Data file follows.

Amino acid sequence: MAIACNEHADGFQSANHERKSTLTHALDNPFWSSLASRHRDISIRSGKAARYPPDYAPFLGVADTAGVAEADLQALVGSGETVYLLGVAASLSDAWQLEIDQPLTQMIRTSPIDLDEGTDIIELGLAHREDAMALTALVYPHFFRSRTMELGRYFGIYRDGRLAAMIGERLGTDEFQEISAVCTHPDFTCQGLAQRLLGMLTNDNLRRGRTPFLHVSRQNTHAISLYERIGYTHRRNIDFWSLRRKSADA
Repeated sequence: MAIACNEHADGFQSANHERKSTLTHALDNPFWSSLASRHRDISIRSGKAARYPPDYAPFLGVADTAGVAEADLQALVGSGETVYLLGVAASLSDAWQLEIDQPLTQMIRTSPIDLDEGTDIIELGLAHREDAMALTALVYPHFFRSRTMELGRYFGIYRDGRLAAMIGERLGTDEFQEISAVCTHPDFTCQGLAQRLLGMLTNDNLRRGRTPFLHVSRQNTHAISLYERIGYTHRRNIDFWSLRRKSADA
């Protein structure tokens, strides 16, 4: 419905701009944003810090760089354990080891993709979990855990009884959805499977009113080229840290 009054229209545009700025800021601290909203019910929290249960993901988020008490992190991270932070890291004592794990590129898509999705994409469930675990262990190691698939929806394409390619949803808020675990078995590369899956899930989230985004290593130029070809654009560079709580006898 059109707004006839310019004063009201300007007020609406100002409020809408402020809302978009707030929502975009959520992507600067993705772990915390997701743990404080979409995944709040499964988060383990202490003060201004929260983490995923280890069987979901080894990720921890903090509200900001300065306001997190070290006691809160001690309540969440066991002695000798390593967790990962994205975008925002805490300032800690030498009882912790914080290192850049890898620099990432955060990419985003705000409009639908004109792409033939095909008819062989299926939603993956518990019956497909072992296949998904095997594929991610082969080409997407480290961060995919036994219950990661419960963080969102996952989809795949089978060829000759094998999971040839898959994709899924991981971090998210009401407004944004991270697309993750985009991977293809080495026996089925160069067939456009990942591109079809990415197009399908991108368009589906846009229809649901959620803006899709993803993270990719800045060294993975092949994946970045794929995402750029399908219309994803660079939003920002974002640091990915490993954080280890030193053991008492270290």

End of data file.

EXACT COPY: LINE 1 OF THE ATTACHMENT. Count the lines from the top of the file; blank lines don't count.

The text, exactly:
Amino acid sequence: MAIACNEHADGFQSANHERKSTLTHALDNPFWSSLASRHRDISIRSGKAARYPPDYAPFLGVADTAGVAEADLQALVGSGETVYLLGVAASLSDAWQLEIDQPLTQMIRTSPIDLDEGTDIIELGLAHREDAMALTALVYPHFFRSRTMELGRYFGIYRDGRLAAMIGERLGTDEFQEISAVCTHPDFTCQGLAQRLLGMLTNDNLRRGRTPFLHVSRQNTHAISLYERIGYTHRRNIDFWSLRRKSADA